Environmental Racism and Keystone XL:
A Battle for Indigenous Sovereignty
The Keystone XL pipeline was a proposed part of the Keystone Pipeline system that carries oil from western Canada to the US through the Dakotas to the Midwest and Texas. Three phases of the system had already been built, and the XL pipeline would be the fourth if it were constructed. The pipeline was presented as an extension to the rest of the Keystone system to increase capacity. The US portion of the pipeline was planned to pass through Montana, South Dakota, and Nebraska. First proposed in 2009, the XL pipeline would carry crude (untreated) oil from Canadian oil fields to refineries in the US.
XL attracted public attention in 2015 when the first three phases of the Keystone project were built. This was also around the time when the Dakota Access Pipeline was being built. The pipeline was an important issue in the 2014 midterm and 2016 presidential elections. Following the protests around the pipelines and Indigenous activism, Democratic presidential nominee Hillary Clinton opposed the pipeline’s construction. The Obama administration also opposed the pipeline, going so far as to veto a bill passed by Congress that would allow the construction to go ahead. When Donald Trump took office in 2017, one of his first actions was to sign a presidential memorandum endorsing the pipeline’s construction. Despite this, the pipeline was met with several legal, political, and economic obstacles and was never built. In January 2021, President Joe Biden signed an executive order revoking the permit to construct the pipeline on his first day in office.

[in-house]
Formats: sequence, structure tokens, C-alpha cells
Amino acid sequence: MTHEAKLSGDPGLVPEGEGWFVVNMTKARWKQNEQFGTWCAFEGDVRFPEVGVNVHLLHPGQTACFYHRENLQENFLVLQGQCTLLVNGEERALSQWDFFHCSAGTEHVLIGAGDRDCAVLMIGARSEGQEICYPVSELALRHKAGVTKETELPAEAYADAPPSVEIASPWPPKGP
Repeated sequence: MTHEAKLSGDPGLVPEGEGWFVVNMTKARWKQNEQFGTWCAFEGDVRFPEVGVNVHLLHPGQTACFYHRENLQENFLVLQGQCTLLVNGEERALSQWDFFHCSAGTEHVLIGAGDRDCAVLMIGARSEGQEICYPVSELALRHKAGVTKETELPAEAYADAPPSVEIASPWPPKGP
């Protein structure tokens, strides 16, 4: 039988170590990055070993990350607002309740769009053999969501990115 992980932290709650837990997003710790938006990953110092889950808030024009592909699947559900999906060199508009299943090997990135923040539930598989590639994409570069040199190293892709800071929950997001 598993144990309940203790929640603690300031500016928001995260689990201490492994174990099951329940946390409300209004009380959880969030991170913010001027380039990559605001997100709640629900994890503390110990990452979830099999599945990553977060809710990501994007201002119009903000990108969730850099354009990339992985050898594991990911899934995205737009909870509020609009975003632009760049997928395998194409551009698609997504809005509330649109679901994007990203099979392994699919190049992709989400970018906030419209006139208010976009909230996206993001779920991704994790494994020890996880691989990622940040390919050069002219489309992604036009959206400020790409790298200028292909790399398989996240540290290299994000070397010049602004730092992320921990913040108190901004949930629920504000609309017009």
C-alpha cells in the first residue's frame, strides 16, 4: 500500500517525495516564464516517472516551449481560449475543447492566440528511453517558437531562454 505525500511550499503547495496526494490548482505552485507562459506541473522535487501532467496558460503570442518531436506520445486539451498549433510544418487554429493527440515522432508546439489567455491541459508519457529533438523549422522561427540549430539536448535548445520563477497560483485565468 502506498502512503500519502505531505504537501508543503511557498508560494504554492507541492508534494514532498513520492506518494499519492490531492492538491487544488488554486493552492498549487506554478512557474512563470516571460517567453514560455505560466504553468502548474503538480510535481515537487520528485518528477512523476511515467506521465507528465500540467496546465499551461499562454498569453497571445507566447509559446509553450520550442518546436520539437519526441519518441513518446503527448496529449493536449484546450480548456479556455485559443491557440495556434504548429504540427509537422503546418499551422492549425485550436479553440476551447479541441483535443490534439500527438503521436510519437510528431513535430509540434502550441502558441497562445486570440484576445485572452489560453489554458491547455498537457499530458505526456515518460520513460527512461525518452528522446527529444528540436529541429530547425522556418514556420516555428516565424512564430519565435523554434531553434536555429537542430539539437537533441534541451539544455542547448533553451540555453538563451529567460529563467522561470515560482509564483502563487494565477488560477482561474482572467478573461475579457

Keystone XL was (and still is) a contentious issue, with oil companies on one side and Indigenous Americans on the other. Some people may be irked by such a characterization of the events, but the proposed pipeline was a textbook example of environmental racism. It is simply impossible to talk about XL (and DAPL) without talking about Indigenous Americans. A great deal of the opposition to these pipelines was rooted in treaties signed with Indigenous tribes and the American government. Many protesters taking action against DAPL cited treaty rights of the Sioux tribes as a reason for their protests. Indigenous people were also worried about the projects’ environmental impacts as the pipeline’s route was close to precious water sources that some Indigenous tribes consider holy. The Keystone pipeline’s already-built portions have already spilled oil in 2016(1), 2017(2), and 2019(3); soiling earth and water nearby with oil. TransCanada, the pipeline operator, inaccurately reported the amount of oil spilled during the 2017 leak. The federal investigation revealed the actual amount was twice that of the company announcement(4).
Activism performed by Natives, their customs, and the previous oil spills all point out that the US needs to turn to its Indigenous communities for guidance and consent on environmental matters as it prepares to dramatically curb carbon emissions by 2050. Environmental racism and corporate greed have wrecked many communities throughout the country. It is high time that the US incorporates Indigenous techniques, especially on animal herding and energy production, into its environmental policy and lifestyle choices. A refreshing development on this issue has been the Green New Deal, which advocates for the consent of Indigenous communities on environmental issues that affect them. While the Green New Deal’s parts are being implemented piece by piece, we can expect more radical action from the Biden administration on the environment as voters demand more from the President, with young voters and voters of color spearheading the effort.
by Alp Ünal AYHAN